The supermarket giant was involved in the advisory group who was consulted as part of the development of the strategy. Woolworths has a long standing public commitment to work towards zero food waste to landfill, with a range of programs already underway and others in development across the Woolworths Food Group – this includes The Odd Bunch.
“Woolworths has made great strides in reducing our food waste to landfill and we recognise that there is still much more that we need to do. Currently, 91 per cent of stores have a food waste diversion program that successfully diverts 60,500 tonnes of food each year,” Adrian Cullen, head of Sustainability, Woolworths Food Group said.
“The National Food Waste Strategy sets a very ambitious target of a 50 per cent reduction by 2030, though Woolworths is committed to helping meet and exceed this target via our own activities and supporting our customers in playing their part.”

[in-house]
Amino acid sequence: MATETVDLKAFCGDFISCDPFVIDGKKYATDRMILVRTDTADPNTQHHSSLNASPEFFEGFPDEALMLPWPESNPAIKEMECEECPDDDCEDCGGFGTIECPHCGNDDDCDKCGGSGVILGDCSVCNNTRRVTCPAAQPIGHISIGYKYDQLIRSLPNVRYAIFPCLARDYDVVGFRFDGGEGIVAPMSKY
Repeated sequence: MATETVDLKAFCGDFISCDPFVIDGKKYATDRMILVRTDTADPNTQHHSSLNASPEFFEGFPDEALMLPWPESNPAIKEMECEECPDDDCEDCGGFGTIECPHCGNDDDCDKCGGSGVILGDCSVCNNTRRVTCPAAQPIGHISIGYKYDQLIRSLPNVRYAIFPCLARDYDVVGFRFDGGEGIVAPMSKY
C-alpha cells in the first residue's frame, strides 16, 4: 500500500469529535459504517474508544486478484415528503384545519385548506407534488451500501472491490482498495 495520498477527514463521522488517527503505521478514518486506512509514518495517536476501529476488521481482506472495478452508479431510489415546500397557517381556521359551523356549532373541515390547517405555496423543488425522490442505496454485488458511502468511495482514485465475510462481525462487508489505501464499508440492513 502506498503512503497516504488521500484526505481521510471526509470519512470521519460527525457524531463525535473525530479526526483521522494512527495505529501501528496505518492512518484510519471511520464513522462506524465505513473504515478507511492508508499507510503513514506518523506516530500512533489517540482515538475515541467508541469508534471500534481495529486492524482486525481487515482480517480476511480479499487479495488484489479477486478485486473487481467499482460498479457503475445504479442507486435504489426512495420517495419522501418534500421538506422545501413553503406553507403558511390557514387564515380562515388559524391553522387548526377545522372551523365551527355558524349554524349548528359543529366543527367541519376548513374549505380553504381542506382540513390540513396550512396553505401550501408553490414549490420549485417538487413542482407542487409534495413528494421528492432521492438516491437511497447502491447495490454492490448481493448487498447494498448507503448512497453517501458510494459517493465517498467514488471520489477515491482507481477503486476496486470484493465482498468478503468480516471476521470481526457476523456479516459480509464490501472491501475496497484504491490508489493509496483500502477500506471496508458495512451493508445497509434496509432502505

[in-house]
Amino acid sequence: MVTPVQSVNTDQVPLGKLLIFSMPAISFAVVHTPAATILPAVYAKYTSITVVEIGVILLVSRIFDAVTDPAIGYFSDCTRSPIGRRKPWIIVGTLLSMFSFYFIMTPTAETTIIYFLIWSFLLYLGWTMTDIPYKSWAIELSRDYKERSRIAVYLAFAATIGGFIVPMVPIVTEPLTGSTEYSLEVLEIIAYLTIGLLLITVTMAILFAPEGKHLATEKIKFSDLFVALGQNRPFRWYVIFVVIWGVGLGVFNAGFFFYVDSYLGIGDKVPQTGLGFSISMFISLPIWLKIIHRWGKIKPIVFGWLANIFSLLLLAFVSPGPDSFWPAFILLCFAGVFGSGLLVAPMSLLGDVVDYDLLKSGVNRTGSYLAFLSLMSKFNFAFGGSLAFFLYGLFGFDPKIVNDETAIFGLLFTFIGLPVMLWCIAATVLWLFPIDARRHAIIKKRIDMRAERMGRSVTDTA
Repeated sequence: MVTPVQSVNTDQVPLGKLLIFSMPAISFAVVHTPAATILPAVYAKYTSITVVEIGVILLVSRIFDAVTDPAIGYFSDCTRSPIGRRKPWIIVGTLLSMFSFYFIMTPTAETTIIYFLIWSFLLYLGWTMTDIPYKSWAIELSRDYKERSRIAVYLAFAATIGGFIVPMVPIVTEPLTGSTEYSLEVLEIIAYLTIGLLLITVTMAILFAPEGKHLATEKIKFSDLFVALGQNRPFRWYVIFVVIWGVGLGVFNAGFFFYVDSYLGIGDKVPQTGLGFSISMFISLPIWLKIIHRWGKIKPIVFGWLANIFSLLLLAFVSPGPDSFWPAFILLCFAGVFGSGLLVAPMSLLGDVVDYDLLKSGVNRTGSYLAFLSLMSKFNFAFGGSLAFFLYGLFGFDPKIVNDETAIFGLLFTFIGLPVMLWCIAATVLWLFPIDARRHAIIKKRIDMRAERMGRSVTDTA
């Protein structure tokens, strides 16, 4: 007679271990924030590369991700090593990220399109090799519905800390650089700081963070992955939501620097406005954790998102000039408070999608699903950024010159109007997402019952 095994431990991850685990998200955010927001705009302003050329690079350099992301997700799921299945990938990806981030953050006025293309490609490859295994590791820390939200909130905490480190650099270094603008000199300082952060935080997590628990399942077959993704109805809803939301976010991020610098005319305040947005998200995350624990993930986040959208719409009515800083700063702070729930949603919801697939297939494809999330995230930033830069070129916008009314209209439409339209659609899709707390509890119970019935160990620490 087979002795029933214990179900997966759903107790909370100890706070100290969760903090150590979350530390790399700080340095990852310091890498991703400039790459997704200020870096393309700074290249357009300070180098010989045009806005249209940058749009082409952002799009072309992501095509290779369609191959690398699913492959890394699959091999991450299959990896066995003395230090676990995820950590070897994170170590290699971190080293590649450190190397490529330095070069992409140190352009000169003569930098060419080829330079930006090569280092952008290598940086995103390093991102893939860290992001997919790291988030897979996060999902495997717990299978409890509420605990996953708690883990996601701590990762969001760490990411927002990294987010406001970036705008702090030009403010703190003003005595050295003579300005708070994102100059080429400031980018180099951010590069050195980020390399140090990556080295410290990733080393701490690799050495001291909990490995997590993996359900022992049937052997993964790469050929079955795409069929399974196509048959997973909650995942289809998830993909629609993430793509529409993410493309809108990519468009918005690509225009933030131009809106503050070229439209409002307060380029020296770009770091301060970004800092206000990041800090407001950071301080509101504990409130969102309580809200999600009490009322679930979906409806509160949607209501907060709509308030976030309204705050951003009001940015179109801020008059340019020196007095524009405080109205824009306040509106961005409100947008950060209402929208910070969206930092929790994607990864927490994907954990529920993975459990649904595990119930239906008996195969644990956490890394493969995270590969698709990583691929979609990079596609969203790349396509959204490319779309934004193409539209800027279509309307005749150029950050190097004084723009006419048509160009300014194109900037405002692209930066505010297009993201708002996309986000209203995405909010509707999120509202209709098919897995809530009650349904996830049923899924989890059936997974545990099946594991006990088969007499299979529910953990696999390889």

Woolworths’ existing programs that support the strategy include:
- Structured programs to manage food waste from Woolworths stores, which has resulted in more than 60,000 tonnes being diverted in the last 12 months.
- Food Rescue partnerships with hunger relief agencies OzHarvest, FoodBank, FareShare and Secondbite, which sees surplus food from Woolworths supermarkets redirected to hunger relief, rather than sent to landfill. Woolworths currently donates the equivalent of 500,000 meals per month through these programs.
- A customer education program called Food Savers, to inspire Australians to get the most value and use from their food.
- The Odd Bunch is value range of delicious fresh fruit and vegetables, which don’t always look perfect, but taste great. The range that helps minimise food wastage at the farm, and sells around 50,000 tonnes each year.